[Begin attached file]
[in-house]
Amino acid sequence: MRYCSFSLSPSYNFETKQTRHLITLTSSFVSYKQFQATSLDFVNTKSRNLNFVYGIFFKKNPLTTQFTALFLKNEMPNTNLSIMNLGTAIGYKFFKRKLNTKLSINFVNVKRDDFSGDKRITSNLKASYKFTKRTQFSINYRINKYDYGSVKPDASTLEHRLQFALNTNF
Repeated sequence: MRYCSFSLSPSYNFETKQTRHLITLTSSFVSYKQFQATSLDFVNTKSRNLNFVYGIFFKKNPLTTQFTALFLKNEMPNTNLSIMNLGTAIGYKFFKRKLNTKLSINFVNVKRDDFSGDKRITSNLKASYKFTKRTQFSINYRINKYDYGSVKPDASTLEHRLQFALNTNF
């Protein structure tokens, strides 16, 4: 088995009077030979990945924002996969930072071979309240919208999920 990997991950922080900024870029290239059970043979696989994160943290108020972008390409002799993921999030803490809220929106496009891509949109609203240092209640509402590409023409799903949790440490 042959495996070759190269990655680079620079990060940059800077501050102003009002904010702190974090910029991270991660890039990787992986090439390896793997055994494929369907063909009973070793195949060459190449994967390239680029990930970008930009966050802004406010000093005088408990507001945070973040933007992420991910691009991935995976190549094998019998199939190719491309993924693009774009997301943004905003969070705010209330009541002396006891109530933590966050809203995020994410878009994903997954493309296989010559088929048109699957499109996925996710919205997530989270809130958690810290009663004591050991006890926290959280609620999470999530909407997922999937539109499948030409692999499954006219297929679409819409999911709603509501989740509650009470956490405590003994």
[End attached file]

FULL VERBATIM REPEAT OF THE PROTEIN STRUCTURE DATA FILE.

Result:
[in-house]
Amino acid sequence: MRYCSFSLSPSYNFETKQTRHLITLTSSFVSYKQFQATSLDFVNTKSRNLNFVYGIFFKKNPLTTQFTALFLKNEMPNTNLSIMNLGTAIGYKFFKRKLNTKLSINFVNVKRDDFSGDKRITSNLKASYKFTKRTQFSINYRINKYDYGSVKPDASTLEHRLQFALNTNF
Repeated sequence: MRYCSFSLSPSYNFETKQTRHLITLTSSFVSYKQFQATSLDFVNTKSRNLNFVYGIFFKKNPLTTQFTALFLKNEMPNTNLSIMNLGTAIGYKFFKRKLNTKLSINFVNVKRDDFSGDKRITSNLKASYKFTKRTQFSINYRINKYDYGSVKPDASTLEHRLQFALNTNF
């Protein structure tokens, strides 16, 4: 088995009077030979990945924002996969930072071979309240919208999920 990997991950922080900024870029290239059970043979696989994160943290108020972008390409002799993921999030803490809220929106496009891509949109609203240092209640509402590409023409799903949790440490 042959495996070759190269990655680079620079990060940059800077501050102003009002904010702190974090910029991270991660890039990787992986090439390896793997055994494929369907063909009973070793195949060459190449994967390239680029990930970008930009966050802004406010000093005088408990507001945070973040933007992420991910691009991935995976190549094998019998199939190719491309993924693009774009997301943004905003969070705010209330009541002396006891109530933590966050809203995020994410878009994903997954493309296989010559088929048109699957499109996925996710919205997530989270809130958690810290009663004591050991006890926290959280609620999470999530909407997922999937539109499948030409692999499954006219297929679409819409999911709603509501989740509650009470956490405590003994």